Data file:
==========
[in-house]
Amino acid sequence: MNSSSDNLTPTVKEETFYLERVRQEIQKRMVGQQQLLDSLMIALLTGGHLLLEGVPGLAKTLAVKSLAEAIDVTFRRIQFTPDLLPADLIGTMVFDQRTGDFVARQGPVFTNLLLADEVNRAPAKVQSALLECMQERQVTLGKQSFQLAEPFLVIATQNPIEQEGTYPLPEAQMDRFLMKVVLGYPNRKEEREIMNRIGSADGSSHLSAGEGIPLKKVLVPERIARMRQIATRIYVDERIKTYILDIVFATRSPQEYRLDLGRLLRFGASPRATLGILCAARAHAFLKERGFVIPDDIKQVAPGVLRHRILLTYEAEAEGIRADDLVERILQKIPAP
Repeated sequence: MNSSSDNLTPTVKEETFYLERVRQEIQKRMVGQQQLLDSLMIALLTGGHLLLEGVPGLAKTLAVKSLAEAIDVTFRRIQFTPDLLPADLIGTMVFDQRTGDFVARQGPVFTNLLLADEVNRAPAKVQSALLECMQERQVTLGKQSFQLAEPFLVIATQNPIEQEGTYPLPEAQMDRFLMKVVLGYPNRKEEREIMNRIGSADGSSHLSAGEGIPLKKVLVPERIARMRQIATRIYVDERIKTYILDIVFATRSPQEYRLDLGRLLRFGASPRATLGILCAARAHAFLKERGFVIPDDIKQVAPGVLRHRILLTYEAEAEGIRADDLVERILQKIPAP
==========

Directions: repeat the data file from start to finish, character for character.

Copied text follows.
[in-house]
Amino acid sequence: MNSSSDNLTPTVKEETFYLERVRQEIQKRMVGQQQLLDSLMIALLTGGHLLLEGVPGLAKTLAVKSLAEAIDVTFRRIQFTPDLLPADLIGTMVFDQRTGDFVARQGPVFTNLLLADEVNRAPAKVQSALLECMQERQVTLGKQSFQLAEPFLVIATQNPIEQEGTYPLPEAQMDRFLMKVVLGYPNRKEEREIMNRIGSADGSSHLSAGEGIPLKKVLVPERIARMRQIATRIYVDERIKTYILDIVFATRSPQEYRLDLGRLLRFGASPRATLGILCAARAHAFLKERGFVIPDDIKQVAPGVLRHRILLTYEAEAEGIRADDLVERILQKIPAP
Repeated sequence: MNSSSDNLTPTVKEETFYLERVRQEIQKRMVGQQQLLDSLMIALLTGGHLLLEGVPGLAKTLAVKSLAEAIDVTFRRIQFTPDLLPADLIGTMVFDQRTGDFVARQGPVFTNLLLADEVNRAPAKVQSALLECMQERQVTLGKQSFQLAEPFLVIATQNPIEQEGTYPLPEAQMDRFLMKVVLGYPNRKEEREIMNRIGSADGSSHLSAGEGIPLKKVLVPERIARMRQIATRIYVDERIKTYILDIVFATRSPQEYRLDLGRLLRFGASPRATLGILCAARAHAFLKERGFVIPDDIKQVAPGVLRHRILLTYEAEAEGIRADDLVERILQKIPAP